Oscar nominations are historically diverse, but several films are conspicuously absent from Best Picture

There were a pretty remarkable number of Black and Asian Oscar nominees when the academy announced their picks on Monday morning, March 15. That’s a huge step forward for representation, but it’s hard not to notice what was missing when the Oscars announced the contenders for Best Picture. Check out the complete list of nominations here.

“Ma Rainey’s Black Bottom” earned Best Picture nominations from the Critics Choice Awards and the Producers Guild, as well as a nomination for its ensemble cast from the Screen Actors Guild, but the film was snubbed at the Oscars for Best Picture and Best Adapted Screenplay (Ruben Santiago-Hudson).

One Night in Miami” was nominated for that same trifecta of precursors, but it too was missing from the Best Picture Oscar lineup, and Regina King didn’t make the cut for Best Director either. “Da 5 Bloods” is absent from every Oscar category save Best Original Score even though it received a SAG nomination for its cast.

“Bloods,” “Miami,” and “Ma Rainey” were also cited among the 10 best films of the year by the American Film Institute, but the only Black-led or Black-directed movie the academy nominated for Best Picture was “Judas and the Black Messiah.” And there are no Black nominees for Best Director, though that category does include two Asian filmmakers and two women — there have never been multiple women nominated for that award in the same year.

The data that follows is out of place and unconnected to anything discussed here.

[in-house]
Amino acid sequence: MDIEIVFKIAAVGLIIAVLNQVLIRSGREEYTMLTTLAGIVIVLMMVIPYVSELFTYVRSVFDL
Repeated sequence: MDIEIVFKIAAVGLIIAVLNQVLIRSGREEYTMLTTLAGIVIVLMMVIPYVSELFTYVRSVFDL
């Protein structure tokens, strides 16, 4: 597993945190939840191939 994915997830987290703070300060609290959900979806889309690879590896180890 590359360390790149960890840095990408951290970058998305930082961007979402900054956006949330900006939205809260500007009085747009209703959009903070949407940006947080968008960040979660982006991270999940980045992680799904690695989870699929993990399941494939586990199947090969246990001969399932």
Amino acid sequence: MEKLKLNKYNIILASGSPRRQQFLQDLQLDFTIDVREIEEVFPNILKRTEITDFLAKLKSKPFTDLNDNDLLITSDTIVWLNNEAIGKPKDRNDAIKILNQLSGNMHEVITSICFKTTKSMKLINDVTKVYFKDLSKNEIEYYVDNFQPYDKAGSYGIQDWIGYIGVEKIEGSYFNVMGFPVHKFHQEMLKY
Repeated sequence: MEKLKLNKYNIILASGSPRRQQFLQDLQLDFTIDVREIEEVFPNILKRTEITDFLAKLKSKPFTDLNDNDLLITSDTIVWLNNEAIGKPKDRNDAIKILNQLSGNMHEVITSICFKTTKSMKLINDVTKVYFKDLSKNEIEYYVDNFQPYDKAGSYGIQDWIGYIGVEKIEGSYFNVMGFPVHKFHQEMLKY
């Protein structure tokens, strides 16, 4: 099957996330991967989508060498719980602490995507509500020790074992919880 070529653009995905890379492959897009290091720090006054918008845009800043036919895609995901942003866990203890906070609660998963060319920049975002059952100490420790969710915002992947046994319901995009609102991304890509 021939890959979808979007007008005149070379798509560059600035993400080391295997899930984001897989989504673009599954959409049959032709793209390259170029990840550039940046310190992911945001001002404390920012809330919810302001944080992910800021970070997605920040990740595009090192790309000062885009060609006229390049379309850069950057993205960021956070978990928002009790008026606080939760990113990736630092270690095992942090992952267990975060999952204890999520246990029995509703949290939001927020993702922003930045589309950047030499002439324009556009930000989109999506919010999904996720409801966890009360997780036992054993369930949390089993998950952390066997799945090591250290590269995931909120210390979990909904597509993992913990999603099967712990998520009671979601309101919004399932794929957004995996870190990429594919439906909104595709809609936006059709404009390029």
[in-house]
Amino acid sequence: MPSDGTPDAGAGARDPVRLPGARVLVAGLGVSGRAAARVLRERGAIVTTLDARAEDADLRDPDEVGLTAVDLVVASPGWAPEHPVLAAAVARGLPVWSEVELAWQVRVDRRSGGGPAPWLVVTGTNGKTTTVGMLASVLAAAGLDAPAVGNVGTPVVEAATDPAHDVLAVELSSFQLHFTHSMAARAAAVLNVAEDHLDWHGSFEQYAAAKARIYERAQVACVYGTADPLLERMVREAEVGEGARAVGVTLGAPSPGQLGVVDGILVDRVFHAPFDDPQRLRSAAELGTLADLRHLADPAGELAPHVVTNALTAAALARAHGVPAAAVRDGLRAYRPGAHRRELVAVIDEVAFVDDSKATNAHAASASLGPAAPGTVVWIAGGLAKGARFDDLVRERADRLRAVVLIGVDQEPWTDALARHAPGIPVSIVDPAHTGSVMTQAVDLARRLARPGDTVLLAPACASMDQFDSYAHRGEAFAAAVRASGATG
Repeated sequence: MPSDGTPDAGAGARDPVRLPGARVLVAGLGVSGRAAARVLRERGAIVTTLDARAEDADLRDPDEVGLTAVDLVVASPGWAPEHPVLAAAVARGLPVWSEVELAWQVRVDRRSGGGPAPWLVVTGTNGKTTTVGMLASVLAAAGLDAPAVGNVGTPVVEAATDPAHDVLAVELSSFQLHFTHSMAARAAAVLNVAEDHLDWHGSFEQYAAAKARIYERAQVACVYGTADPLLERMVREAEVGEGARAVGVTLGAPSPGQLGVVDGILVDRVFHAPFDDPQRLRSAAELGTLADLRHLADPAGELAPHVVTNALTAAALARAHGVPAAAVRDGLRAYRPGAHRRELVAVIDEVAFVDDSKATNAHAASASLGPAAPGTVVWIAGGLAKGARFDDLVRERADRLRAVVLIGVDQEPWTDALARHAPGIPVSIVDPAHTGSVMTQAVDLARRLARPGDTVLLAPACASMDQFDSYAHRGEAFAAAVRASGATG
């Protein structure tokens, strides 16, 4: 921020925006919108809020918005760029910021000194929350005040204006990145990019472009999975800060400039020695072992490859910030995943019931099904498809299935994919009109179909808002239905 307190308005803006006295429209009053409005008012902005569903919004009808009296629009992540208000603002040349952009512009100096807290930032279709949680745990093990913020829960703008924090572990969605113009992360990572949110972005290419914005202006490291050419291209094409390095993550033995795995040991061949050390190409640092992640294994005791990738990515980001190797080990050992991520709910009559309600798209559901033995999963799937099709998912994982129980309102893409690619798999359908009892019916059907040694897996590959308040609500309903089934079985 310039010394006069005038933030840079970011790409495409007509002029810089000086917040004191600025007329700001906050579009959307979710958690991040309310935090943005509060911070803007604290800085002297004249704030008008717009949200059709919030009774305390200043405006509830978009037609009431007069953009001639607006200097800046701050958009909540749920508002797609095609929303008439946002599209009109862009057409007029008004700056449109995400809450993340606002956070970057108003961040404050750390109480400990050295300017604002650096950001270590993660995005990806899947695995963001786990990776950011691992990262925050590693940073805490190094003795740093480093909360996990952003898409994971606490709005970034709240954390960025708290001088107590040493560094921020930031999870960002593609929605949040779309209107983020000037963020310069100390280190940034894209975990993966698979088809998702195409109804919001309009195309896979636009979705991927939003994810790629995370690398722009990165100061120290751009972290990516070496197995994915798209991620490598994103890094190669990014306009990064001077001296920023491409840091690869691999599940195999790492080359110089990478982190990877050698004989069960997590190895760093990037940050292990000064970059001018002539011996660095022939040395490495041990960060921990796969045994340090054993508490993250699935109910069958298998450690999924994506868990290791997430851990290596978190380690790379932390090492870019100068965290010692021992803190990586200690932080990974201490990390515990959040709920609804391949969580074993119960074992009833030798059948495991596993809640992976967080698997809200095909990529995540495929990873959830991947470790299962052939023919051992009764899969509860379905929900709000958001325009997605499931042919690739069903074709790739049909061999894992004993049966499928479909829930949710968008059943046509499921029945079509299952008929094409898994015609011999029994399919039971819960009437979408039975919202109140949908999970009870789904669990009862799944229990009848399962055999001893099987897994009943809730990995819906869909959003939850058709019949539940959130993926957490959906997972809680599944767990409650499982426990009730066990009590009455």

But then there are all those acting nominees. Three men of color are nominated for Best Actor (Riz Ahmed, Chadwick Boseman and Steven Yeun). Two Black women are nominated for Best Actress for the first time in decades (Viola Davis and Andra Day). Three Black actors are nominated for Best Supporting Actor (Daniel Kaluuya, Leslie Odom Jr. and LaKeith Stanfield). And Yuh-Jung Youn made history as the first Korean actress to be nominated. Additionally, there are multiple writers of color up for both Best Original Screenplay and Best Adapted Screenplay. (Unfortunately, there weren’t many Latinx or indigenous performers or filmmakers who got much attention this awards season.)

So diversity at these Oscars is kind of like Beyonce at the Grammys: tons of recognition across multiple categories, but still not as well-received in the top race. Nevertheless, the academy recognized an encouragingly wide spectrum of films and performances this year. Let’s hope voters don’t immediately snap back, like how “12 Years a Slave” winning Best Picture was immediately followed by #OscarsSoWhite, or how Kathryn Bigelow‘s Best Director win for “The Hurt Locker” was followed by several more years of exclusively male nominees. As always, progress is a process, not a goal post.

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